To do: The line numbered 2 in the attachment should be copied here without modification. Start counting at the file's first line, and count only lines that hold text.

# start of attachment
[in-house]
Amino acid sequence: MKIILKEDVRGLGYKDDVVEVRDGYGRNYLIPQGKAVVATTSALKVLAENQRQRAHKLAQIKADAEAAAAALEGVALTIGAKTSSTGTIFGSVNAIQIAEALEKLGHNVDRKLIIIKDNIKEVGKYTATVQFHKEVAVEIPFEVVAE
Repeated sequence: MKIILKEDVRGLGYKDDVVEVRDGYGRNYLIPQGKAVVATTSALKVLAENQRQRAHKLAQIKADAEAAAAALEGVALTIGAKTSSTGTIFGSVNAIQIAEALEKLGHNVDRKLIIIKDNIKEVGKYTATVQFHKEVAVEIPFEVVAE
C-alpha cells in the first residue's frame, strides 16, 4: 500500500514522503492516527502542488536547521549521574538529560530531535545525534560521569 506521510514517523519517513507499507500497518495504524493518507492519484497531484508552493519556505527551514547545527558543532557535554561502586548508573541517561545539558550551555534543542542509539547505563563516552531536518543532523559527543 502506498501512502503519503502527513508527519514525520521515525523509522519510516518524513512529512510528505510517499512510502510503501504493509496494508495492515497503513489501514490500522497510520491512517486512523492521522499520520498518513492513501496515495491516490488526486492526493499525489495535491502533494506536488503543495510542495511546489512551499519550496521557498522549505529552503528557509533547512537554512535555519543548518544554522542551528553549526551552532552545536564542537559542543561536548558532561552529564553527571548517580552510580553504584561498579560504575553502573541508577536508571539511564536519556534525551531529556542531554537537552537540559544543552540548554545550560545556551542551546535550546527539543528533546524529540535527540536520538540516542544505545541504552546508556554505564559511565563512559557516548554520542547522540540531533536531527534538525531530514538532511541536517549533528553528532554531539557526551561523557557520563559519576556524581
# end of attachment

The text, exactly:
Amino acid sequence: MKIILKEDVRGLGYKDDVVEVRDGYGRNYLIPQGKAVVATTSALKVLAENQRQRAHKLAQIKADAEAAAAALEGVALTIGAKTSSTGTIFGSVNAIQIAEALEKLGHNVDRKLIIIKDNIKEVGKYTATVQFHKEVAVEIPFEVVAE